Greyhound Rescue West of England has become the latest greyhound re-homing organisation to publicly raise awareness of the cruelty surrounding greyhound racing.
In an emotional interview with Luton Today newspaper, re-homing officer – Graham Crick – describes how Batty, an ex racing greyhound was found.
“She was rescued from an allotment shed with 29 others. She had mange and fleas when we got her. She was a racing dog and if they don’t keep winning . . .” His voice tails off and his eyes mist over. “Some are injected with bleach. It’s a horrible, slow death”.
“Greyhounds seem to suffer more than other breeds because there’s more of them – 6,000 are injured every year on the track. If they break a leg or a hock, they just get put down. They’re treated as a commodity. If they’re going to cost money, get rid of them”.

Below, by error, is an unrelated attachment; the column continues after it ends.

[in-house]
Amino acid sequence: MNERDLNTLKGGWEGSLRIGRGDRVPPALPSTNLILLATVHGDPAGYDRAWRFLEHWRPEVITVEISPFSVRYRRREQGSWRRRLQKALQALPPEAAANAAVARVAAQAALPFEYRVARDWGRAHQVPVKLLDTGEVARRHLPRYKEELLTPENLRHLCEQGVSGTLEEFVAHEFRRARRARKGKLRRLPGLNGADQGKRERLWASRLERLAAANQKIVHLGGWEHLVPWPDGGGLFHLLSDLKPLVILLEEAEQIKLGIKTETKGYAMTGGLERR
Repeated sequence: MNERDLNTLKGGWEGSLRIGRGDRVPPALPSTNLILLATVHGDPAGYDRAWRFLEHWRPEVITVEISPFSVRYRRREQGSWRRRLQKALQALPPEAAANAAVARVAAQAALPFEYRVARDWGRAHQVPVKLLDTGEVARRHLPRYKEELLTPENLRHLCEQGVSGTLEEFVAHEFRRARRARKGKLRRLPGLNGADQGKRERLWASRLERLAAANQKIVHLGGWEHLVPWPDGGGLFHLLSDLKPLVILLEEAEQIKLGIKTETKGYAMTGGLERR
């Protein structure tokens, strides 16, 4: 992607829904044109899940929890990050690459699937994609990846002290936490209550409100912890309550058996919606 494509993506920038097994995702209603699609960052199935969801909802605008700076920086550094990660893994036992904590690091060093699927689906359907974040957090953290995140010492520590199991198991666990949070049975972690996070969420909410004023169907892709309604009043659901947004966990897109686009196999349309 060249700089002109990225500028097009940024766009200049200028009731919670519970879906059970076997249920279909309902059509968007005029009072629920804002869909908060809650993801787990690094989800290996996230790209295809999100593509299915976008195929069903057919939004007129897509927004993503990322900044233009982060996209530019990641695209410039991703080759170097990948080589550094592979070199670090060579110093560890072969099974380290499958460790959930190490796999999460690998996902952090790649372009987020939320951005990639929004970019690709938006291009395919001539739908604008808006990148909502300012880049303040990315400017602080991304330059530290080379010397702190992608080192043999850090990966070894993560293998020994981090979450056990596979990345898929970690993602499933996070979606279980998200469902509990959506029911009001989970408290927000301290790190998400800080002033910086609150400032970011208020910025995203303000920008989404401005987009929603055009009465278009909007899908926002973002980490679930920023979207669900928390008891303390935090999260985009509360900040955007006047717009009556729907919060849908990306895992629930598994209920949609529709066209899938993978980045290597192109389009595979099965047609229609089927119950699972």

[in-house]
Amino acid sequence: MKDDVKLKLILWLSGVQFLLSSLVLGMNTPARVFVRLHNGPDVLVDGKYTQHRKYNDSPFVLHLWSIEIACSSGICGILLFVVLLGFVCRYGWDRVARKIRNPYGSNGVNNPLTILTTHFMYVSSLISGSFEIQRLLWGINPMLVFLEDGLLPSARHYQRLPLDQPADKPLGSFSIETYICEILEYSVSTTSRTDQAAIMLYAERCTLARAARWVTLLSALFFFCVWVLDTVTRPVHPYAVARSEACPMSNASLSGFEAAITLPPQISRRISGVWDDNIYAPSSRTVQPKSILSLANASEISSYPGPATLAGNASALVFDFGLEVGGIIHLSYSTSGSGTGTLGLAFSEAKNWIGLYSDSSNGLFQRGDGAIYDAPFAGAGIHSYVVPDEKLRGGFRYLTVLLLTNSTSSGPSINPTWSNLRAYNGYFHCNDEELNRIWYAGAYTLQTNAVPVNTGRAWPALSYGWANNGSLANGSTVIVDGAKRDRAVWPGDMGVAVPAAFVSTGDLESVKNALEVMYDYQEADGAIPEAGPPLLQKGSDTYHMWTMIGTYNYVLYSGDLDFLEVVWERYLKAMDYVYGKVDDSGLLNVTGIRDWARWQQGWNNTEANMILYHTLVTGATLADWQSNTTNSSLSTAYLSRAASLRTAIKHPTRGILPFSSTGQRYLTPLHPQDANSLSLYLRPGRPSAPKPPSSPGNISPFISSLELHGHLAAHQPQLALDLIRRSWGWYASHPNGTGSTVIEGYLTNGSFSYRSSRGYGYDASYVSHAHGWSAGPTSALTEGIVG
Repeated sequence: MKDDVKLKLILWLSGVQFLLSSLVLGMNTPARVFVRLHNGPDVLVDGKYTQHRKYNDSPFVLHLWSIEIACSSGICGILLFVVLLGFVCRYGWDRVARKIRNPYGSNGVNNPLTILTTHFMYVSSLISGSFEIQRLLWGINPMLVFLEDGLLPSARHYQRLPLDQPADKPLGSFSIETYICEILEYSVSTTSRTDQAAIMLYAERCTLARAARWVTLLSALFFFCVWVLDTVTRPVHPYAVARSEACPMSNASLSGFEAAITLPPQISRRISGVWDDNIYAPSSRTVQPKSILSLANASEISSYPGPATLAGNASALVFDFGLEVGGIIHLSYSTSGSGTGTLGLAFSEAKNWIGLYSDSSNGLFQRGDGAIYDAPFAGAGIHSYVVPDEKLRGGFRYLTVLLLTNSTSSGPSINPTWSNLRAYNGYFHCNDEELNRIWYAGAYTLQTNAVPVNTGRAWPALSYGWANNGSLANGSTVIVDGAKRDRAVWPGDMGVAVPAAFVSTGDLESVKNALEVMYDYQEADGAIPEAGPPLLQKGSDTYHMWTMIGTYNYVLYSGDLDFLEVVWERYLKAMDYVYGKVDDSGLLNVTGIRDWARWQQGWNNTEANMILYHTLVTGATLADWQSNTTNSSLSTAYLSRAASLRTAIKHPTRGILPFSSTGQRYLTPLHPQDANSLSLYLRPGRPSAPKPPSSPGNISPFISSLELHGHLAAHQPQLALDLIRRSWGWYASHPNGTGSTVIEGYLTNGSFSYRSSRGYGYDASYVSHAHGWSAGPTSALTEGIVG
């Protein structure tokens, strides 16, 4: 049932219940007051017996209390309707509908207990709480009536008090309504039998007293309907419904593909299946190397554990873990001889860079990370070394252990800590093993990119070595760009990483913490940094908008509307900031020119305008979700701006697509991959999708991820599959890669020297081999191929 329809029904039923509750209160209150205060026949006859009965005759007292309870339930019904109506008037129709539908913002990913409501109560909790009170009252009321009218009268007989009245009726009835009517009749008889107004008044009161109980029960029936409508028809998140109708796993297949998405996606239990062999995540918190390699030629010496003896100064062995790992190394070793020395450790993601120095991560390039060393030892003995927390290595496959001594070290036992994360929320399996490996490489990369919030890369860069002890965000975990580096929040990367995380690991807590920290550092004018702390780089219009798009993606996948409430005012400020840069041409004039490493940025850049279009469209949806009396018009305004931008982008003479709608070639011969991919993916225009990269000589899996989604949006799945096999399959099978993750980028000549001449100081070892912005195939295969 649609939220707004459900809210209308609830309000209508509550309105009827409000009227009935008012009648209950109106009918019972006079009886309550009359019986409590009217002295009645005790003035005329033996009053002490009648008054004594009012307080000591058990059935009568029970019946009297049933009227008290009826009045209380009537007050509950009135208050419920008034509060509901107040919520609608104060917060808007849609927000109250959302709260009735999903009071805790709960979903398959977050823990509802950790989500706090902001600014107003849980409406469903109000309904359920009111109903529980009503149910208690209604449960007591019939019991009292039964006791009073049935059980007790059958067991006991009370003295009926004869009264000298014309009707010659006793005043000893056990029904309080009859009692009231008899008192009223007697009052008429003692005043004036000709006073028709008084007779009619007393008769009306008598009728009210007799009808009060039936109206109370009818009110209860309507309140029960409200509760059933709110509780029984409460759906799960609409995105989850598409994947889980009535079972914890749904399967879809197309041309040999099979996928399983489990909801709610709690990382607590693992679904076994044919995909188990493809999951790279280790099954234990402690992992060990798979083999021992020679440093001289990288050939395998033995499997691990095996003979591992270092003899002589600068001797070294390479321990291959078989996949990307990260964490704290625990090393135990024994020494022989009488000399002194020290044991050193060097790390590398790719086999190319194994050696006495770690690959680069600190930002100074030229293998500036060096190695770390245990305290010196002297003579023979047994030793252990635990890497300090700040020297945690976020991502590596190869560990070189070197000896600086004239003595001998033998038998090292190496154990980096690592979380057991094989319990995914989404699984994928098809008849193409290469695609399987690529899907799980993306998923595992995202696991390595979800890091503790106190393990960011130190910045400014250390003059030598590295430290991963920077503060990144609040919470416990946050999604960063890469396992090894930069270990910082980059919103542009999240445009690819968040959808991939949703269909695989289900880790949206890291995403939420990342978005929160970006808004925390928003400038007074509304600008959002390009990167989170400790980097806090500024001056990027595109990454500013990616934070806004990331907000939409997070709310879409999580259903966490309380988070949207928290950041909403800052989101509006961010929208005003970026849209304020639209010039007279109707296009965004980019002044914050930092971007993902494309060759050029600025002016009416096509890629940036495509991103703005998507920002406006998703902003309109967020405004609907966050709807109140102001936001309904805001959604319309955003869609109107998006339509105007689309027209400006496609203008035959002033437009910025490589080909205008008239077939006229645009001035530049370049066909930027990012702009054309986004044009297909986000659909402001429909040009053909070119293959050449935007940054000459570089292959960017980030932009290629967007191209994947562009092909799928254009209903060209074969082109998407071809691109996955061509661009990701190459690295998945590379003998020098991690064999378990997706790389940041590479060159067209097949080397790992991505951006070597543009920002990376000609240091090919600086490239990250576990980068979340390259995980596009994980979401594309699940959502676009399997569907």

“Not all trainers are bad. But they don’t look after their teeth. They just feed them to maintain a certain standard of health so the dog is OK and can race”.
“More than 10,000 dogs come on to the tracks each year – which means 10,000 come off”.
Please click here to read the full Luton Today article
GRWE also made a video documenting the fantastic work they do, re-homing so many greyhounds and lurchers.
An important message concludes the video reminding us that the public consultation period for Secondary Legislation is not too far away and we must push for enormous improvements for the racing greyhound.
Please click here to watch the GRWE video